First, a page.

Kenya staring at a huge unemployment crisis, signaling a worsening youth unemployment in the country.
By 2035, Kenya’s total labor force will rise by 40.6% to 40.4 million, indicating a worsening young unemployment crisis in a market where businesses have frozen hiring.
Despite households having fewer children, according to data from Kenya’s National Bureau of Statistics (KNBS), the country would gain 11.7 million job seekers over a 15-year period starting in 2020.
This indicates rising unemployment in an economy that isn’t producing enough jobs for high school and college graduates.
According to Business Daily Africa publication, about 36 percent or 10.1 million of the country’s 28 million population in the workforce are out of jobs amid poverty, pointing to a growing dependency burden.
In order to address its severe young unemployment problem, analysts predict that Kenya will need to accelerate economic growth and diversify its economy.
The lack of formal employment is a big issue. Many between 18 and 35 have no job at all despite having university degrees or other suitable qualifications.
Opportunities have been generated in Kenya as a result of years of robust economic expansion, but most of them are low-paying, informal jobs that are appearing at a rate that analysts say is too slow to keep up with the country’s population increase.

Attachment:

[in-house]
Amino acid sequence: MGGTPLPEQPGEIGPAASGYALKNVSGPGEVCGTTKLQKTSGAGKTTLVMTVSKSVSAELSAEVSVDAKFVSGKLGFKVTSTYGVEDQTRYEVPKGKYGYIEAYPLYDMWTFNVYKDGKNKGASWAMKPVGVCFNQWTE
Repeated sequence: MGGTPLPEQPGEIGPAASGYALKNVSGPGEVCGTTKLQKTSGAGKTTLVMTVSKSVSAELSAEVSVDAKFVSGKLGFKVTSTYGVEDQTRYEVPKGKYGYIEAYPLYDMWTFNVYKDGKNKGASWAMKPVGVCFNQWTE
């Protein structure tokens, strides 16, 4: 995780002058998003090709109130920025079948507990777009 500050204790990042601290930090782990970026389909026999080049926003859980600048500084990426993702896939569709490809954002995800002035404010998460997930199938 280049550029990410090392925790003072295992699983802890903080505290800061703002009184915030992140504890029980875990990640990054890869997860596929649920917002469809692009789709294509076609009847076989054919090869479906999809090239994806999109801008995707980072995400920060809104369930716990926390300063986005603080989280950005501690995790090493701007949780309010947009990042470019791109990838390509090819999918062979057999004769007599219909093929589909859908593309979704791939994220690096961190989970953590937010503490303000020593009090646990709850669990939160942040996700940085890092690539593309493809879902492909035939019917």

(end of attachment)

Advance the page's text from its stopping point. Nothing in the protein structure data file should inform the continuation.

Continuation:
In a current economy that is plagued by job losses and hiring freezes as a result of weak business earnings, the youth are the group most affected by unemployment when compared to their colleagues over the age of 35.
Of the 10.1 million Kenyans out of jobs, 2.5 million are actively looking for work while 7.6 million are inactive, which means they have either given up looking for work or do not need jobs.
Of the new wave of job seekers, Nairobi will add 914,634 by 2035, Kiambu 627, 260, Nakuru 615,976, Narok 465,764, and Kakamega 436,376, says the statistics agency.
The five counties will contribute 26 percent of the total increase, showing how they are attracting the younger population who are searching for work.
The data also reveals that the country’s population will increase by a net of 21.3 million people by 2045 to 70.2 million.
Latest data show that Kenya’s employment market is yet to recover the jobs lost at the peak of Covid-19 economic hardships
The KNBS data show formal jobs created last year stood at about 173,000, signaling a resumption in hiring after economic growth rebounded from Covid-19 shocks.
But the additional salaried jobs in the formal sector fell short of the 192,400 jobs, which were shed a year earlier.
By contrast, more than 562,000 students are enrolled in university, worsening the plight of school leavers.
Firms resorted to layoffs, pay cuts, and unpaid leave policies at height of the pandemic to stay afloat in 2020 following reduced economic activities to contain the spread of the pandemic.
This resulted in the first drop in the number of formal sector employees in 2020 for the first time since 1992.